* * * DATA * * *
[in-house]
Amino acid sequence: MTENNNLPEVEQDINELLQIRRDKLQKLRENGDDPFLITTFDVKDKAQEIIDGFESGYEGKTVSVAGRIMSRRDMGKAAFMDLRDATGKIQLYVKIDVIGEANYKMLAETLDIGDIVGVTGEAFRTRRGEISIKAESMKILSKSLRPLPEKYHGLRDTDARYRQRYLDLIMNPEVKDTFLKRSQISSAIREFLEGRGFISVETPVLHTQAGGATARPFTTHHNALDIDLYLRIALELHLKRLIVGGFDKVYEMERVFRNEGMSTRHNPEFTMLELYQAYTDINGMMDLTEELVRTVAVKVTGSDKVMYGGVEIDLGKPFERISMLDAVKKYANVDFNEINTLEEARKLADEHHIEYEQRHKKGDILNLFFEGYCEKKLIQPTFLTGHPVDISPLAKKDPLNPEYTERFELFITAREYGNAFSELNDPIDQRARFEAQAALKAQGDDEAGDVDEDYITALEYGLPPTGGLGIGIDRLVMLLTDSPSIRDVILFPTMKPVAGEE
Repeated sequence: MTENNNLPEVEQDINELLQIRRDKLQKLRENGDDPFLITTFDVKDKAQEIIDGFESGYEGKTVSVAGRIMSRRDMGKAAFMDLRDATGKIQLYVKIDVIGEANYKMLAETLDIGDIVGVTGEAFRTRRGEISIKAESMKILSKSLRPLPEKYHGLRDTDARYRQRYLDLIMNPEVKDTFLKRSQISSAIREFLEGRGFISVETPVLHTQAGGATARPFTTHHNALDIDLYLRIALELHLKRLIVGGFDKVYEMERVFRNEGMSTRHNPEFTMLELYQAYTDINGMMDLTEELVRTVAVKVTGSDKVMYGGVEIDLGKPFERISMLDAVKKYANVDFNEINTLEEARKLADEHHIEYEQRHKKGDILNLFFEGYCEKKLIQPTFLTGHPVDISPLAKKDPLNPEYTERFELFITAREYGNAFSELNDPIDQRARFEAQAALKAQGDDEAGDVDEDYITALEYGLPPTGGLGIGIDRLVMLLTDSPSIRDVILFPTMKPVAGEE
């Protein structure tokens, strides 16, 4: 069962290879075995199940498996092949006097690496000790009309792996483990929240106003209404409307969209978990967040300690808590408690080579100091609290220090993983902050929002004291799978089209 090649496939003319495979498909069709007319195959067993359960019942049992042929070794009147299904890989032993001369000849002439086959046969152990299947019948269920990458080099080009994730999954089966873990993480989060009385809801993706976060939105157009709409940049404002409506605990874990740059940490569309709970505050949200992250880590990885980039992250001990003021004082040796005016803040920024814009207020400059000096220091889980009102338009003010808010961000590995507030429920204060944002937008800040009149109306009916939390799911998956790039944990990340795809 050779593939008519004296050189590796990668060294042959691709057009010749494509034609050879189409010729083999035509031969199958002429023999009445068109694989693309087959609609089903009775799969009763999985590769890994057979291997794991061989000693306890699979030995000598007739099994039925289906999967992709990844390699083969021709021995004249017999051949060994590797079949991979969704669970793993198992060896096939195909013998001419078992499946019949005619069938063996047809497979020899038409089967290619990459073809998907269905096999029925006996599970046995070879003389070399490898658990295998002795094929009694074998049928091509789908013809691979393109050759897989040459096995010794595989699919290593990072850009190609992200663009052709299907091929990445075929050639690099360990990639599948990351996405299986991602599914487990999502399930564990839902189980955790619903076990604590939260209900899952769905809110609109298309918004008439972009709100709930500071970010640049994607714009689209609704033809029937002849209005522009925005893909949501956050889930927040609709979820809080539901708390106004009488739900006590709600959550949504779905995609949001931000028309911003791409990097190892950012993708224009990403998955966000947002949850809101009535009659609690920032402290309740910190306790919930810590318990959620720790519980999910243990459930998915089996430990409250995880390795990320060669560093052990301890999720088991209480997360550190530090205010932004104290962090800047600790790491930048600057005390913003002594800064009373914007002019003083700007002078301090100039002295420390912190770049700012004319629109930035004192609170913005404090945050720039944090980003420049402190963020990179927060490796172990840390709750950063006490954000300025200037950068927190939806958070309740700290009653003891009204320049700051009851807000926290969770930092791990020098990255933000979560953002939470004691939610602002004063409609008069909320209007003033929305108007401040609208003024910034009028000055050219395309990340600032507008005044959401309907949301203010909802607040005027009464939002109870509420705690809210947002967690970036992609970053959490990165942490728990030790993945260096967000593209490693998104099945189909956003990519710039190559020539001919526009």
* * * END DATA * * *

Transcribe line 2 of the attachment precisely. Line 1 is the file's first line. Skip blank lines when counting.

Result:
Amino acid sequence: MTENNNLPEVEQDINELLQIRRDKLQKLRENGDDPFLITTFDVKDKAQEIIDGFESGYEGKTVSVAGRIMSRRDMGKAAFMDLRDATGKIQLYVKIDVIGEANYKMLAETLDIGDIVGVTGEAFRTRRGEISIKAESMKILSKSLRPLPEKYHGLRDTDARYRQRYLDLIMNPEVKDTFLKRSQISSAIREFLEGRGFISVETPVLHTQAGGATARPFTTHHNALDIDLYLRIALELHLKRLIVGGFDKVYEMERVFRNEGMSTRHNPEFTMLELYQAYTDINGMMDLTEELVRTVAVKVTGSDKVMYGGVEIDLGKPFERISMLDAVKKYANVDFNEINTLEEARKLADEHHIEYEQRHKKGDILNLFFEGYCEKKLIQPTFLTGHPVDISPLAKKDPLNPEYTERFELFITAREYGNAFSELNDPIDQRARFEAQAALKAQGDDEAGDVDEDYITALEYGLPPTGGLGIGIDRLVMLLTDSPSIRDVILFPTMKPVAGEE